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    Sometimes the good guys win even when they don’t. Recently Donald Trump was selected to serve as the next president of the United States. You may or may not be happy with this outcome. Throughout this long presidential campaign at least one thing quickly became clear: Both candidates have disappointed those of us who champion limited government and free market economics. But good people still win.

    And the good are the women and men who work tirelessly each and every day year-round to promote the message that human flourishing is best nourished in an environment that Russell Kirk vis Edmund Burke labeled “ordered liberty.” The good include those who support us in our efforts, as well as those who endeavor incessantly in our sister free-market think tanks to promote the liberties we cherish.

    For all of us in the good camp, possible temporary disappointment is understandable. However, despair is not an option. In fact, in my religious faith, succumbing to despair is considered sinful. Catholics consider such setbacks a minor felix culpa, a fortunate fall from which one witnesses true grace. The Buddhists as well possess a chant that loosely and clumsily translates as “the most beautiful lily grows from the deepest mud.” As for me, I agree with the proverb attributed to a variety of sources: “It’s better to light a candle than curse the darkness.”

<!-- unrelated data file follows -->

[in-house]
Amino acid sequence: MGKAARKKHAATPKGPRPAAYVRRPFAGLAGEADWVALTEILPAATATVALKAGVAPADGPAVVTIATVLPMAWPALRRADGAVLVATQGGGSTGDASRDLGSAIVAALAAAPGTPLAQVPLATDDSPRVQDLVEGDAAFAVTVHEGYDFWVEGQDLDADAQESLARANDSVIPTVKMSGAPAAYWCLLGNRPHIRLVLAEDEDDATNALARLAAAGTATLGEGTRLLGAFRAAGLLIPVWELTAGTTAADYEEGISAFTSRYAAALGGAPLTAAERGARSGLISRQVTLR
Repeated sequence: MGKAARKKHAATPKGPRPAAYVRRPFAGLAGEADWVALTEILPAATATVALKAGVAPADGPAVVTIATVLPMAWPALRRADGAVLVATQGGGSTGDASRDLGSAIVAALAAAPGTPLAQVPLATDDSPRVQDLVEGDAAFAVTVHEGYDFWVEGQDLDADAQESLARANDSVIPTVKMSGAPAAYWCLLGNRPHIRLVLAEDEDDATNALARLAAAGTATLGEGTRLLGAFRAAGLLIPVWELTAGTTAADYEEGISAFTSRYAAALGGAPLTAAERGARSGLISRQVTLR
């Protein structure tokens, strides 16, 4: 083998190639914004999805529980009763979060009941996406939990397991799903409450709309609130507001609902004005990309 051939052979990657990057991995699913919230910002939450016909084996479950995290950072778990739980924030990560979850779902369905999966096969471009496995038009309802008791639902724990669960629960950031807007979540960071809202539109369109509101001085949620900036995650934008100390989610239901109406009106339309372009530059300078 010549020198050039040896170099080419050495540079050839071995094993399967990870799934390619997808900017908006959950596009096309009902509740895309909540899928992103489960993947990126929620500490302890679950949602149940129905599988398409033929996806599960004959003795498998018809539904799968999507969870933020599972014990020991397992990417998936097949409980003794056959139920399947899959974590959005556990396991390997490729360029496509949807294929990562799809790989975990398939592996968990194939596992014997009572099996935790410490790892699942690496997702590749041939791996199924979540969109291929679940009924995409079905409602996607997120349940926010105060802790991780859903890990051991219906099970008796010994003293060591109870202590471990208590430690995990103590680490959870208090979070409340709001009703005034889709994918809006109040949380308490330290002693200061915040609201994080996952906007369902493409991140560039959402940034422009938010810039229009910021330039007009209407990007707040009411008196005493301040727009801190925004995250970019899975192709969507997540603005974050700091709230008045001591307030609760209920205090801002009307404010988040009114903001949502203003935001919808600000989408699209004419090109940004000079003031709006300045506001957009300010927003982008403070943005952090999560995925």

The French writer Alexis de Tocqueville predicted in the 1800s that the United States would suffer eventually from such poor choices. This year’s presidential election and its results are nothing more than a pyrrhic victory wherein victors are granted only enough political rope to do themselves and their agendas permanent damage while the country once again rights itself.

    Once the smoke clears and the dust settles, the good guys will still be conducting the business with which we’ve been engaged the past several decades. We will provide empirical evidence of the political and economic experiments that have failed in the recent past. We will remind the public at large and policymakers specifically of the wisdom inherent in the enlightened words of our constitutional forebears.

    Most of all, we’ll celebrate our incremental victories and suffer our defeats with dignity much as we’ve done in the past. We shall never surrender nor give up, because we know in our hearts, as well as our minds, precisely what we’re fighting for.

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